1. Name a bad habit that you have? I have a tendency to rock back and forth sometimes when I’m standing up. I developed this habit when my oldest daughter was a baby. Sometimes the only way for her to fall asleep was for me to stand up and rock back and forth with her in my arms.
  2. Name your best quality? I’m a good listener.
  3. If you could interview anyone living or dead who would it be and why? I would love to interview John Milton, the British poet who wrote the epic poem Paradise Lost. Milton was blind when he wrote this masterpiece in the 1600s. I would ask him how he, as a blind person, wrote and edited this voluminous piece using only seventeenth-century technology.
  4. Where do you see yourself in five years? I would hope to have published my next memoir and several more books of poetry by then. I would also hope to be traveling the country to recite my poetry at various venues.
  5. What is the name/cause of your visual impairment (or other disability that you may have)? As I mentioned earlier, I have a genetic disease called Usher Syndrome (US), which causes both blindness and deafness. At age 21, I was first diagnosed with a genetic eye disease called Retinitis Pigmentosa (RP). RP causes severe visual impairment and can lead to total blindness. At the time of my RP diagnosis, I was declared legally blind and could still hear perfectly. By age 45, I started to experience hearing loss. About 10 years later, after my hearing further deteriorated, and since RP and US are genetically related, I was tested for US, and the results came back positive.
  6. How does your visual impairment (or other disability that you may have) effect you on a daily basis? Having a dual sensory loss can be challenging. It often feels like I’m in a foreign country trying to decipher language and the lay of the land. It sometimes feels as if I’m fading away. But, fortunately, the technologies available today help me maneuver through some of the foreign territory that I face each day. Also, as I mentioned earlier, my faith in Jesus helps to anchor me in peace while I’m trying to figure out how to navigate this new world in which I find myself.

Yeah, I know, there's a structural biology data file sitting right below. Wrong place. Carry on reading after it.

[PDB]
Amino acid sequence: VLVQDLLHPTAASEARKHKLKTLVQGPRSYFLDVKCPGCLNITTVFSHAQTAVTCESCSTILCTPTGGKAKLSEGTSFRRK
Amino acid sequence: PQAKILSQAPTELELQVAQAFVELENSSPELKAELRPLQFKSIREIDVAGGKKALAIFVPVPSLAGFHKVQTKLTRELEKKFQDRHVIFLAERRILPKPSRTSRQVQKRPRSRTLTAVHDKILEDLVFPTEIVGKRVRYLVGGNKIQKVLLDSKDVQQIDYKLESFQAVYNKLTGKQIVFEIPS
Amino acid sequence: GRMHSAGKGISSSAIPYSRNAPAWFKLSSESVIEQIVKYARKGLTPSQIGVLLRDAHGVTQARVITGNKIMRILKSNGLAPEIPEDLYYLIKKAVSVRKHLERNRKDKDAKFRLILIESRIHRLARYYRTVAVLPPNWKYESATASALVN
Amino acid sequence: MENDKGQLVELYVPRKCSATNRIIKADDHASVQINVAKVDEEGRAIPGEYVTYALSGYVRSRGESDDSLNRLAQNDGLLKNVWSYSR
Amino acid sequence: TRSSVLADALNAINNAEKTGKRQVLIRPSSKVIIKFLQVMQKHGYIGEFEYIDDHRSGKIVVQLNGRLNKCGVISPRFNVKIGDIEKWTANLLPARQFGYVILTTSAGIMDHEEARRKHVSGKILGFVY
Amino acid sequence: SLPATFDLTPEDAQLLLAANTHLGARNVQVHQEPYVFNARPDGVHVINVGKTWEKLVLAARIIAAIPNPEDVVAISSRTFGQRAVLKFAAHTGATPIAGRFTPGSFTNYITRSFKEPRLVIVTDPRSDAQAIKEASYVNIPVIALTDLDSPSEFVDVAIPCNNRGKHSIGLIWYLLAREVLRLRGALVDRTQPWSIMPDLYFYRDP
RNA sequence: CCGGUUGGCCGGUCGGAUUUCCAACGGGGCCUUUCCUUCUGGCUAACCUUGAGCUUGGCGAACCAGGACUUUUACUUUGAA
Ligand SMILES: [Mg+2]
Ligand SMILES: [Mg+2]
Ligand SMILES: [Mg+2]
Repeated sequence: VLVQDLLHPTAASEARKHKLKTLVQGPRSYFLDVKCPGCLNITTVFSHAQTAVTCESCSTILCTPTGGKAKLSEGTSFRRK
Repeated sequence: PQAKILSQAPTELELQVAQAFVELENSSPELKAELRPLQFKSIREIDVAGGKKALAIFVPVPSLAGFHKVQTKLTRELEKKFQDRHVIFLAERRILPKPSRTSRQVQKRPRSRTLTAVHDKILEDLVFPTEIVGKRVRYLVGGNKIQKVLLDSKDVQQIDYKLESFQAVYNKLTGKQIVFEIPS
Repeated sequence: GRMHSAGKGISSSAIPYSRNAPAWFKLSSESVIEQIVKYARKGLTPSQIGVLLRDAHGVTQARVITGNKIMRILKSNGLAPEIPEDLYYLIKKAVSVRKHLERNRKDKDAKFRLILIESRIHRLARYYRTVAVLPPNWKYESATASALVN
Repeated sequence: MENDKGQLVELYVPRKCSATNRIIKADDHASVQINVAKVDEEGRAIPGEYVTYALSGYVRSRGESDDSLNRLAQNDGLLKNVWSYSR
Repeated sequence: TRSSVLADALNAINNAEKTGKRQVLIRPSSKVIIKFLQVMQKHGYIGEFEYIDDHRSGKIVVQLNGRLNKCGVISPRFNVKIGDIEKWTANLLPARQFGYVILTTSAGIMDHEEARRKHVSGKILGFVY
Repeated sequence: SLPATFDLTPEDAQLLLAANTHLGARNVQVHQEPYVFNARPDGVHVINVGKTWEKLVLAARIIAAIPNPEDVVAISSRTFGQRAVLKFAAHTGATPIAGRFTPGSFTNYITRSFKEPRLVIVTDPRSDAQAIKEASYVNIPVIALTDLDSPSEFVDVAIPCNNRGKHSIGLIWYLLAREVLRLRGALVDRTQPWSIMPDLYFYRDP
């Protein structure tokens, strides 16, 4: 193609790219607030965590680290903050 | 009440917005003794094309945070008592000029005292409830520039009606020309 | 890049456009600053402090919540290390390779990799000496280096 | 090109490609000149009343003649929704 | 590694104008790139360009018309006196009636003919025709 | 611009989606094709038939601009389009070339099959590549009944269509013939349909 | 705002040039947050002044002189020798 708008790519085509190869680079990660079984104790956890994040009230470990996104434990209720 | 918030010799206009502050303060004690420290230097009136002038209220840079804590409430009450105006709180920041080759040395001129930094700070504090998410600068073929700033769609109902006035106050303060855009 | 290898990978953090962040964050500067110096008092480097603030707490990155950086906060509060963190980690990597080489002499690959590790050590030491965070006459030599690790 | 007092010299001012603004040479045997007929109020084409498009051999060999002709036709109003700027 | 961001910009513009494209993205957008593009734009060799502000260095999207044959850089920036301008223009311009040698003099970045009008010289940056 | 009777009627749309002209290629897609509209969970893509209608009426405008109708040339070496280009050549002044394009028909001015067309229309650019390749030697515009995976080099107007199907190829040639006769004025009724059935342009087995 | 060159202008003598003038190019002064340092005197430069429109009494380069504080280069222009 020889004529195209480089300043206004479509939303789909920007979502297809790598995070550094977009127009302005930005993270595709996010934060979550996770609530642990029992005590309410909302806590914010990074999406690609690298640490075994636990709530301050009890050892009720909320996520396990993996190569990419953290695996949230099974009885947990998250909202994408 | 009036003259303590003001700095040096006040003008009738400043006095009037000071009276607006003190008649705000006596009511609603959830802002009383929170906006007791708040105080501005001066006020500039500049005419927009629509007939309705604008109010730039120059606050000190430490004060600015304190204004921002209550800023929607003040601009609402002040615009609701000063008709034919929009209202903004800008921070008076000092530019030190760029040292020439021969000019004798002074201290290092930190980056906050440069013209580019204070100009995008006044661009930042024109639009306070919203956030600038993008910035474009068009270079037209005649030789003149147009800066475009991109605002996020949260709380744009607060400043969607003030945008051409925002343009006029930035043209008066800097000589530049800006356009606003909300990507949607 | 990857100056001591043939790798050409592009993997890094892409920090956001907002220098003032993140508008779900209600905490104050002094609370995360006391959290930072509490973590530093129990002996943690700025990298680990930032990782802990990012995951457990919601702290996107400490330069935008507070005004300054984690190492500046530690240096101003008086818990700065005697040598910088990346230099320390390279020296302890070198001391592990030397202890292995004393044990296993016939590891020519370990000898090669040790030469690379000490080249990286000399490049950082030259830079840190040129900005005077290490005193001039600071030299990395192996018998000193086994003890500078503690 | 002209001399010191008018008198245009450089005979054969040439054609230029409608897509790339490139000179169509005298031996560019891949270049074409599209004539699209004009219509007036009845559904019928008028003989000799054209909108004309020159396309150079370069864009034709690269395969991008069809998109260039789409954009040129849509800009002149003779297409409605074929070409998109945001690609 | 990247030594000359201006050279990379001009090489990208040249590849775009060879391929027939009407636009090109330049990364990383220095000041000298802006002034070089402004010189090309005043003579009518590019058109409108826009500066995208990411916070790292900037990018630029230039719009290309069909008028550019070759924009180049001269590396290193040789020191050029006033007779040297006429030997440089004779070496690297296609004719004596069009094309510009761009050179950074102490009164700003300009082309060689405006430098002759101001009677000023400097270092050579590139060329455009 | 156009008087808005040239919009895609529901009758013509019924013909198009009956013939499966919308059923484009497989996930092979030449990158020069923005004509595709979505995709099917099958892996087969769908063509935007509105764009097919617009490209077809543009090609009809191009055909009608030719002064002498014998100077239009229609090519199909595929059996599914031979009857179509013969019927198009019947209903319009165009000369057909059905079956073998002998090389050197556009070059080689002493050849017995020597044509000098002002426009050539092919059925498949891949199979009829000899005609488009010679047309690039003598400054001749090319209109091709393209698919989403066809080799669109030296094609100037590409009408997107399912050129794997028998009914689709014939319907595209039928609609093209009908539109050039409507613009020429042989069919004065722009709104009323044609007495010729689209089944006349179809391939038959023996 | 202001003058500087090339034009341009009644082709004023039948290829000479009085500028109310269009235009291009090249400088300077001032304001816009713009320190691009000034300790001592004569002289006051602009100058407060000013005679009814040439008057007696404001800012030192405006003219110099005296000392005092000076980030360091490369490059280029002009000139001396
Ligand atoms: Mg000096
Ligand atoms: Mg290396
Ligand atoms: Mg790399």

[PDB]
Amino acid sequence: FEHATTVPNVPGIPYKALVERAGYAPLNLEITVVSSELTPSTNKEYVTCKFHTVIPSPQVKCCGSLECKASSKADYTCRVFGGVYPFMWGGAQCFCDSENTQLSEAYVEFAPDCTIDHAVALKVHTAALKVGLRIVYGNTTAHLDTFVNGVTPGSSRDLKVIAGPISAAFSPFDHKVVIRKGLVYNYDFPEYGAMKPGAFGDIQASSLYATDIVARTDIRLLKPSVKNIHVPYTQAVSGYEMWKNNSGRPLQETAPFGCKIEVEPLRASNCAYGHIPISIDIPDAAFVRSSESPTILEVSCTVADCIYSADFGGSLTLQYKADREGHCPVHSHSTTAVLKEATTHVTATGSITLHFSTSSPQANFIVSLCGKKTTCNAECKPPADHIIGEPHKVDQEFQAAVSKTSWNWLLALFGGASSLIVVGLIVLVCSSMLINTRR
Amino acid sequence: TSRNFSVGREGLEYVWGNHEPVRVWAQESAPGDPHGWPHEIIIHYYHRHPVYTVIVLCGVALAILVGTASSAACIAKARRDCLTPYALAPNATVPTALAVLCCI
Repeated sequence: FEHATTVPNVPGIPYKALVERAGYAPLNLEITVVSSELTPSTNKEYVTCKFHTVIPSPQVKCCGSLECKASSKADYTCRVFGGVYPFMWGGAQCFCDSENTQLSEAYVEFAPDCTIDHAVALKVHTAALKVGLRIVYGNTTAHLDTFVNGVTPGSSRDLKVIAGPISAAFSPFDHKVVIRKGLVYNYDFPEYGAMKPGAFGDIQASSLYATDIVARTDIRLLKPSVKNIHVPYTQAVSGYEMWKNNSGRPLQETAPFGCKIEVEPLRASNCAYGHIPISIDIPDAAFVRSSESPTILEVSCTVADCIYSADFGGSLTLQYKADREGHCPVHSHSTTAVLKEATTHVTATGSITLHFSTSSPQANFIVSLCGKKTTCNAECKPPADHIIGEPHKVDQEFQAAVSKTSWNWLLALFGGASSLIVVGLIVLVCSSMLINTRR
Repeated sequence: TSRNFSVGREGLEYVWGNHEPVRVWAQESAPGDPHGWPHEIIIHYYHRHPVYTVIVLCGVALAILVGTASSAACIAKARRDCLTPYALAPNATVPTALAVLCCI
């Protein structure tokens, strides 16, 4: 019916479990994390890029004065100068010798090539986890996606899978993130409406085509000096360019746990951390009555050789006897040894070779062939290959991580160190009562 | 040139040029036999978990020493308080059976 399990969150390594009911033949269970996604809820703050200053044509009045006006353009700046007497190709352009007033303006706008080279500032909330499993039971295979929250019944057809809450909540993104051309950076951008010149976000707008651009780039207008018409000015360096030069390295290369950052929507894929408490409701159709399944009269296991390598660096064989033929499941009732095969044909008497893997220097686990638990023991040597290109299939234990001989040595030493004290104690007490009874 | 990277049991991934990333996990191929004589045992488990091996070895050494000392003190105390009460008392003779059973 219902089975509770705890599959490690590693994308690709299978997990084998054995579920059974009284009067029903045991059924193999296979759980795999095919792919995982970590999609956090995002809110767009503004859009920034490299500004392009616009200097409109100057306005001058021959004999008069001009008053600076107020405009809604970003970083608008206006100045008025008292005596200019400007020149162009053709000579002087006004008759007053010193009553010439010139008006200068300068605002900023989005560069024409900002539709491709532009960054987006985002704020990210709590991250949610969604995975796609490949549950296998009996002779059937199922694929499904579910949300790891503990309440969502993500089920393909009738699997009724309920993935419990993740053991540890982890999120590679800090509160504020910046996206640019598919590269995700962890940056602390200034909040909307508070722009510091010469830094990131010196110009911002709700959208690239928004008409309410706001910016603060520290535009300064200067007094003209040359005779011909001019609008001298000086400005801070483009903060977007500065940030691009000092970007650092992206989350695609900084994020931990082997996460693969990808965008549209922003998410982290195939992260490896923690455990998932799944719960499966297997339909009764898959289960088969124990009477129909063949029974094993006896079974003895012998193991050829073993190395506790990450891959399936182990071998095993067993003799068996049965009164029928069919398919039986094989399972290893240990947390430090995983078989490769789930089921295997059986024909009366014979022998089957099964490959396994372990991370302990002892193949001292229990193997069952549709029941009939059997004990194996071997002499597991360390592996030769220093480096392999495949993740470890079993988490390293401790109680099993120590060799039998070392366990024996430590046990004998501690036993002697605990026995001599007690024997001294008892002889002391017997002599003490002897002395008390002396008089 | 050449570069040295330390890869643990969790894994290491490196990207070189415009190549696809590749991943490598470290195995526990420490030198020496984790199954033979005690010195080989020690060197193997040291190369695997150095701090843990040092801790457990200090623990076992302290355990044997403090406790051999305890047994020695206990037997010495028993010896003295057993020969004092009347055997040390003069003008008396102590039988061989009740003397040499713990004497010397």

7. What do other people feel about your visual impairment (or other disability that you may have)? I feel that my condition is very misunderstood and that people have a lot of misconceptions about it. For example, there is a misconception that blind people have bionic hearing. This myth trips me up at times when people think that about me, not realizing that I actually have a profound hearing loss. This misconception can create misunderstandings when people speak to me and then misinterpret my lack of response as rudeness. I try to dispel these misconceptions whenever I can. On the other hand, some people, even though they still might think that we have superior hearing, still insist on speaking loudly to us. Although this irritates many blind people, it actually helps me with my hearing loss. All in all, however, I do believe that for the most part people in general mean well. I think that the people I meet in my everyday travels just simply do not know how to respond to me because they haven’t been around people in my situation. These are just a few of the many obstacles I face each day. I’ll save the rest for my future memoir.